Fish species can be divided into three general categories based on preferred water temperature: 1) coldwater species, 2) coolwater species, and 3) warmwater species. Due to its climatic variability, New Mexico has species from all three categories. The culture techniques used to rear each of these species are different: coldwater species are most frequently cultured at high densities in raceways, warmwater species are traditionally raised in ponds at slightly lower densities, and coolwater species are cultured in either system at varying densities. The following is a list of species with aquaculture potential and availability in New Mexico. Aquaculture status and methods of culture for each species are briefly described.

Coldwater Species

Kokanee salmon (landlocked sockeye salmon) are found in seven waters within the state. Salmon are usually spawned in the fall or winter. Eggs are incubated in vertical tray incubators (see Glossary). Parr, or fry, are held in troughs with flowing water and fed artificial feeds. Feed-trained parr, or fingerlings, are moved to raceways and fed artificial feeds for rearing to market size. Stocking density for grow-out depends on fish size, water temperature, rate of water flow, desired growth rate, and water quality. Kokanee salmon can be reared in the saline water resources found in New Mexico.

Markets for salmon are nationwide. The U.S. farmed salmon industry, based in Maine and Washington, has grown to around 12,000 tons (live weight) per year in Maine (roughly $78 million) and some 8,000 tons in Washington state (roughly $52 million). This is only a small fraction of the salmon consumed in the United States. Small producers, therefore, will have to compete with large coastal producers and will need to differentiate their product(s) from the coastal product(s) and/or develop reliable niche markets.

Rainbow trout are found throughout New Mexico. Culture methods for rainbow trout are similar to those used to rear kokanee salmon. Fish are spawned in the fall or winter, eggs are incubated in vertical tray incubators, and raceways are used to grow out fingerlings. Water quality and quantity requirements also are similar to those of kokanee salmon. Techniques for rearing brown trout, brook trout, and lake trout are similar to those for rainbow trout. Trout, like salmon, can be cultured in New Mexico’s saline water.

Markets for rainbow trout are nationwide. Large quantities of food-sized rainbow trout are raised in Idaho, California, South Carolina, and Pennsylvania. In 2008, over 53 million tons of trout, mostly rainbow, were grown in the U.S., with a value of $79.7 million. Small producers will need to develop niche markets and differentiate their product(s). Markets for stocking rainbow trout in private sportfish ponds also exist.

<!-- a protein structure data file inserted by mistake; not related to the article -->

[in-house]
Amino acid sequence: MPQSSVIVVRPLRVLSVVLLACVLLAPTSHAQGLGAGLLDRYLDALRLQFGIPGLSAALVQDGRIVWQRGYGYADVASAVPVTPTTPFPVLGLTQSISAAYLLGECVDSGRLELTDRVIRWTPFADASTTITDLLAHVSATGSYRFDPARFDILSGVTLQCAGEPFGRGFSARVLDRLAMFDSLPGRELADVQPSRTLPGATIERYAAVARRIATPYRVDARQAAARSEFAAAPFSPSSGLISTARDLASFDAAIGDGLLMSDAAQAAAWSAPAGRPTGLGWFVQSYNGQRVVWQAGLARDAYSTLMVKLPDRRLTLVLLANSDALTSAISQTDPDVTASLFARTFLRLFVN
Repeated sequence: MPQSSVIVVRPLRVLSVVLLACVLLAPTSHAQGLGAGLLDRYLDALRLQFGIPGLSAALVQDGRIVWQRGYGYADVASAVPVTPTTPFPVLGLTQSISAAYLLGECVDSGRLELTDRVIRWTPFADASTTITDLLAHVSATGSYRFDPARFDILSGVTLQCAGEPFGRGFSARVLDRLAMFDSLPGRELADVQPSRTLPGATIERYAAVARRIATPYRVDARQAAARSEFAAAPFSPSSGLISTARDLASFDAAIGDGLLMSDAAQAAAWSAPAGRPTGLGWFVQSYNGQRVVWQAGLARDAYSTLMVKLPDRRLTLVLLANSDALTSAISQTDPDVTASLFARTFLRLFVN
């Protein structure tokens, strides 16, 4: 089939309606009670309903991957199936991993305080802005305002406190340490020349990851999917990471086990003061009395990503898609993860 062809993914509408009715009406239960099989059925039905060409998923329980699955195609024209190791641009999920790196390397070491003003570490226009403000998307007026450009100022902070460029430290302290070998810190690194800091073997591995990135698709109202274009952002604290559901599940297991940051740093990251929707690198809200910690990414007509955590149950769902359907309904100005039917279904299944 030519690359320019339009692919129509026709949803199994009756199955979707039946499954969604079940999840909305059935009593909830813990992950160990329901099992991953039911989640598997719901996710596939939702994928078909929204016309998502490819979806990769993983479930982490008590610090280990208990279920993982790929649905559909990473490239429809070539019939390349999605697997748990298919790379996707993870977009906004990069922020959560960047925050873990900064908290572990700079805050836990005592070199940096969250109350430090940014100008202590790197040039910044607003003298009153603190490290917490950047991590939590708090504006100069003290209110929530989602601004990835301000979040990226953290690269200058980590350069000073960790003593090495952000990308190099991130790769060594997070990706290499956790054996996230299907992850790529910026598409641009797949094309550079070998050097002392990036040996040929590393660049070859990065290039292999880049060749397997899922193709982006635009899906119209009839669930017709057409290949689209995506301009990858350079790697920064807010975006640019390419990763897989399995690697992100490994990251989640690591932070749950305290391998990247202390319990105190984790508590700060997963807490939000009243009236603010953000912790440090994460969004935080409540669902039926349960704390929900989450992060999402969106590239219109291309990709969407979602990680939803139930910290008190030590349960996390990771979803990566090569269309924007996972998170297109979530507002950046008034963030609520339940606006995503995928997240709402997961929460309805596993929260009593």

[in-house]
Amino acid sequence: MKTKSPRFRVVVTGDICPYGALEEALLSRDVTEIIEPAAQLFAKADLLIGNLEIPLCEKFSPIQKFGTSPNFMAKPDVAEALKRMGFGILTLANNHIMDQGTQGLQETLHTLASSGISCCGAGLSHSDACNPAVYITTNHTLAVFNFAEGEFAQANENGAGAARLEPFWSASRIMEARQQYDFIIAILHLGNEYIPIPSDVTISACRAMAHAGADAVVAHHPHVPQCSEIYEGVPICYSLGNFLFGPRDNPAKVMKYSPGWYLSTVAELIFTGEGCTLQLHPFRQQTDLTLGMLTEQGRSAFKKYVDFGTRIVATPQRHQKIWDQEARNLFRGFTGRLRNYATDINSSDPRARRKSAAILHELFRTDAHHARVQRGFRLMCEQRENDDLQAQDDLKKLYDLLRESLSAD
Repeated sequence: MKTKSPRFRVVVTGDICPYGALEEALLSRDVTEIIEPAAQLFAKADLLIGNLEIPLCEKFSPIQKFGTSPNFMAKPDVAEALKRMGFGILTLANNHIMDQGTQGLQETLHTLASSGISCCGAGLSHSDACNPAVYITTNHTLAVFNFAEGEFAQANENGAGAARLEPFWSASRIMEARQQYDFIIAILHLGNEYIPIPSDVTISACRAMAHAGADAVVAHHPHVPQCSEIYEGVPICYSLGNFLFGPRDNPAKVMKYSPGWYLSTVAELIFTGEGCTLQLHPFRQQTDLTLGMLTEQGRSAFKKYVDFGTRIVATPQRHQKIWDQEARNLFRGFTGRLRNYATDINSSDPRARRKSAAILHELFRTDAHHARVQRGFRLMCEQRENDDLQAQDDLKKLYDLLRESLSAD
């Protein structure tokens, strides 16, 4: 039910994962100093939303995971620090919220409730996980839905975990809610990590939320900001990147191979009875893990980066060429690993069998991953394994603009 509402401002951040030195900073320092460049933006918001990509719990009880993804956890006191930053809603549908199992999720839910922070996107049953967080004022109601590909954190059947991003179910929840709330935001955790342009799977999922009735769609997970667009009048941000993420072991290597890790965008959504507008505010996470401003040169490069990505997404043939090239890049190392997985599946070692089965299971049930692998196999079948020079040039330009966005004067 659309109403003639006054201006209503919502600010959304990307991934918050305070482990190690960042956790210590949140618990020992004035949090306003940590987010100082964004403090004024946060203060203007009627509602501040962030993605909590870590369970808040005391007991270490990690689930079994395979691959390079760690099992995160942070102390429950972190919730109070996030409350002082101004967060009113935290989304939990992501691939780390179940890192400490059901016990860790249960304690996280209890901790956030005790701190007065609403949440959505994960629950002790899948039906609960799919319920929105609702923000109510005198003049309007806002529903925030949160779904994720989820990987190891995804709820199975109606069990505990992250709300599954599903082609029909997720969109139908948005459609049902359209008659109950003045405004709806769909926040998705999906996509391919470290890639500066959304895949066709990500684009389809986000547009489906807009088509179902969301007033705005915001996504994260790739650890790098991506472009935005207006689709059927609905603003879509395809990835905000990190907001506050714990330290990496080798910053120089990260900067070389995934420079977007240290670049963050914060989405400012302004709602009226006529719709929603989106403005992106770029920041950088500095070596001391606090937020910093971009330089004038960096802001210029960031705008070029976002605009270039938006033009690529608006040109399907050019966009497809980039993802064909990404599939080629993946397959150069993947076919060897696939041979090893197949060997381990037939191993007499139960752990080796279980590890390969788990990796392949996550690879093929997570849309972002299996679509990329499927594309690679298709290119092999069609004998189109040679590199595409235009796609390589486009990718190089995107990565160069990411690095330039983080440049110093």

Coolwater Species

Striped bass, white bass, and hybrid striped bass are reared either in raceways or, more commonly, in ponds. Domesticated broodstock have not been developed. Broodfish must be captured from the wild and induced to spawn via hormone injection (see Glossary). In New Mexico, anecdotal evidence indicates brood striped bass may be available from Elephant Butte Reservoir.

Hybrid striped bass (commonly known in New Mexico as wipers) are a cross between striped bass and white bass. Hybrid striped bass are raised in ponds at stocking rates between 3,000 and 4,000/ac. Higher stocking rates are used for the fry-to-fingerling grow-out phase. Aeration and artificial feeds are used for intensive production. Striped bass and hybrid striped bass can be reared in saline water.

A growing market is developing for hybrid striped bass as foodfish (see Glossary). A strong market also exists for fingerling striped bass, white bass, and hybrid striped bass for stocking in sportfish ponds.

Northern pike can be found in eight waters in New Mexico. They are highly valued as a sportfish. Culture of this fish has been conducted primarily by state and federal hatcheries for stocking public waters. However, interest in intensive culture of this species as a foodfish has grown and appears to be possible.

Broodstock are normally collected from the wild and spawned in the hatchery, either naturally or by hormone injection. Eggs are incubated in vertical tray incubators, and fry are transferred to tanks or troughs for feed training. Feed-trained fingerlings are then transferred to raceways for grow-out to market size.

Due to the culture status of this species, no consistent market is known. Fingerlings can probably be sold to state and federal agencies for stocking and mitigation purposes (i.e., to replace stocks lost due to human activities). Based on the demand by anglers for this species, a foodfish market probably exists.

Yellow perch are found in the impoundments of the major drainages of New Mexico. The species is a prized sportfish. Yellow perch culture is limited primarily to state and federal hatcheries. Intensive culture techniques have been developed, but foodfish markets for this species appear to be limited to the north-central U.S.; this region supports a commercial fishery in the Great Lakes for yellow perch.